Welcome to Amanda Robson, author of Obsession.

Ruby has asked me to name ten books that have influenced me. Books that made me want to be a writer. Books that I have learned something from. What  a self-indulgent way for a book worm like me to while away an hour or two.

  1. Rebecca by Daphne du Maurier

I suspect this book makes its way onto many such lists. How many people has du Maurier captivated? How many people have walked up the drive of Manderley in their minds? The way Daphne du Maurier uses language to evoke a sense of time and place, makes me feel I step into the page as I open it. As soon as I read this I knew I wanted to write a book one day.


  1. The House on the Strand by Daphne du Maurier

This is less well known, so if you haven’t read it yet treat yourself. A creepy time slip about a man who takes a drug to step back in time, and falls in love with someone from the past.  My infatuation with time-slip began when I read this book.


  1. The Potter’s House by Rosie Thomas

I first read this book in pre-kindle days, on a backpacking camping holiday. Someone left it on the beach. I appropriated it. A book with a real message. A book to make you think. Left by me, again, in turn for someone else to read on the beach. Its story haunted me for years. When I started writing I wanted to emulate it. But all I could remember was the story. I had no idea of the author or the title. I spent hours trying to find it on the internet, using key words about the plot, but always drew a blank. Imagine my joy, when browsing in a bookshop, I finally found it and was able to read it again.


  1. Rabbit, Run by John Updike

The concise use of language by John Updike fascinates me. I love his work. The Witches of Eastwick is my favourite, but Rabbit, Run has influenced me most, because of the tight way it is written. I try in my novels to be neat with words.


  1. Labyrinth by Kate Mosse
  2. Lady of Hay by Barbara Erskine

Two similar novels. Both time-slip. Both totally engrossing. Erskine and Mosse use a similar technique, involving psychological power play between the major protagonists. Both these novels have influenced my work. As has:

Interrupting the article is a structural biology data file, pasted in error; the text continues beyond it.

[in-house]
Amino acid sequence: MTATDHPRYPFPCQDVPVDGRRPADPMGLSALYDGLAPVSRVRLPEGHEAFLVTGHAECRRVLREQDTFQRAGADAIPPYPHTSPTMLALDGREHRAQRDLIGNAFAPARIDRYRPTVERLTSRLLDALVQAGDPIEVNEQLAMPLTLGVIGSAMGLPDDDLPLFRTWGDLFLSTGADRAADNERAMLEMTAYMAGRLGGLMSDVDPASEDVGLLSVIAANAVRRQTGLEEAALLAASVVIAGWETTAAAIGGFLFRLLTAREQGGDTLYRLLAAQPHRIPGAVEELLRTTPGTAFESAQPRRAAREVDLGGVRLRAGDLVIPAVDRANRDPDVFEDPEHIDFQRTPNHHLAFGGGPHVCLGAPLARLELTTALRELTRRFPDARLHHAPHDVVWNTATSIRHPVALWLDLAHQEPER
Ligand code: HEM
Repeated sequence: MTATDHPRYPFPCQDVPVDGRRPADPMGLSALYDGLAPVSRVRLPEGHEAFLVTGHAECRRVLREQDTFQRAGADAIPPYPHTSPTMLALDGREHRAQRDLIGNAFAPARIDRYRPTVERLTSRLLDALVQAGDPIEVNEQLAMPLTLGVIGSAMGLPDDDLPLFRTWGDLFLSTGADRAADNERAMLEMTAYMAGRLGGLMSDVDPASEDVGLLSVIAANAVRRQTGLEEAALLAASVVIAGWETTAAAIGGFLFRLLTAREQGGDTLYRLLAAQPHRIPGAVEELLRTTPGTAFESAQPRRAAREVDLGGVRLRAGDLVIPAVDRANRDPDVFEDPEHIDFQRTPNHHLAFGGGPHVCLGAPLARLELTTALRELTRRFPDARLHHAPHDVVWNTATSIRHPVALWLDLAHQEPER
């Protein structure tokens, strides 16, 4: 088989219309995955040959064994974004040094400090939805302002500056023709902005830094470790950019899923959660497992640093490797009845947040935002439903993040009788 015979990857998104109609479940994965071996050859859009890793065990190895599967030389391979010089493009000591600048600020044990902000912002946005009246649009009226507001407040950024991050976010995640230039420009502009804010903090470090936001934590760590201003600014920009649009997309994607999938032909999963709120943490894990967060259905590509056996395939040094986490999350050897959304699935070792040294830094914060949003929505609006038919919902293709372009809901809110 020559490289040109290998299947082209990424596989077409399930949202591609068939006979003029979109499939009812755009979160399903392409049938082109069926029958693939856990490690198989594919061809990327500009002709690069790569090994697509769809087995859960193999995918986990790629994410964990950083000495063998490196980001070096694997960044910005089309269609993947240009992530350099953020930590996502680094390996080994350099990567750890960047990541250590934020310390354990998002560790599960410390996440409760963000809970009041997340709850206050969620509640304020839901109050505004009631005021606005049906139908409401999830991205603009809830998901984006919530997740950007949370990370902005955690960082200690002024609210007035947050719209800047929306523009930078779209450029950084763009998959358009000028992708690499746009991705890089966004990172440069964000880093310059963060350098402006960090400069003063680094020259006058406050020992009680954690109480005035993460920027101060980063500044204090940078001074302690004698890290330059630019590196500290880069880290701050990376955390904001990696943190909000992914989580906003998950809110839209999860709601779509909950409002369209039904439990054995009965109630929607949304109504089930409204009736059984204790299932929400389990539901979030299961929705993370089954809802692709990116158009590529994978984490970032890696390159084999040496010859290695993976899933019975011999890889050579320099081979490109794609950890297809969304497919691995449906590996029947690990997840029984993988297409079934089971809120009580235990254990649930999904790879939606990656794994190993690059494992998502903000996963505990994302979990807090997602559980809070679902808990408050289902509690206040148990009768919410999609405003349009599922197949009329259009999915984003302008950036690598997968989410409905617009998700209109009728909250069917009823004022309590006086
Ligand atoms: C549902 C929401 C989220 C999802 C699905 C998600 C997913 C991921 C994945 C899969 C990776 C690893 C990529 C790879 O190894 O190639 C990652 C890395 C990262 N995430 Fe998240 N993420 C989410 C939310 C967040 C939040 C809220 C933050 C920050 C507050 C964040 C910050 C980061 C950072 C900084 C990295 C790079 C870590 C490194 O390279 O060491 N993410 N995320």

1. The Lollipop Shoes by Joanne Harris

The sequel to Chocolat but a very different book. Psychological power play again.  This one possibly even more terrifying than the two I have already mentioned. I must like to be scared.


  1. Birds Without Wings by Louis de Bernières

One of my favourite books of all time. About a mixed community of Christians and Muslims who are segregated into separate territories after the first world war. A book about love and relationships.


  1. Moon Tiger by Penelope Lively

Written as the interiority of a frail old lady’s mind. What a clever lady. Telling the story of her life, and the history of the world, all mixed together and intertwined. This book has always challenged me. Made me think about the difference between how someone appears and what is going on inside.


  1. The Rector’s Wife by Joanna Trollope

Last but by no means least. Trollope’s clever observation of human nature and subtle writing technique is impressive. I am a people watcher too. I think that is one of the many reasons why I love her work so much.


Obsession is Amanda’s debut novel, published by Avon, available on Kindle from today (and in paperback, 1 June 2017).


After graduating, Amanda Robson worked in medical research at The London School of Hygiene and Tropical Medicine, and at the Poison’s Unit at Guy’s Hospital where she became co-author of a book on cyanide poisoning. This has set her in good stead for writing her debut novel, Obsession, a dark and twisted tale about love affairs gone wrong. Amanda attended the Faber Academy writing course in 2011, and now writes from home full time. She lives in London and Wales, with her lawyer husband, one–eyed dog and unfriendly cat.  Her two sons, also lawyers, have more or less, fled the nest.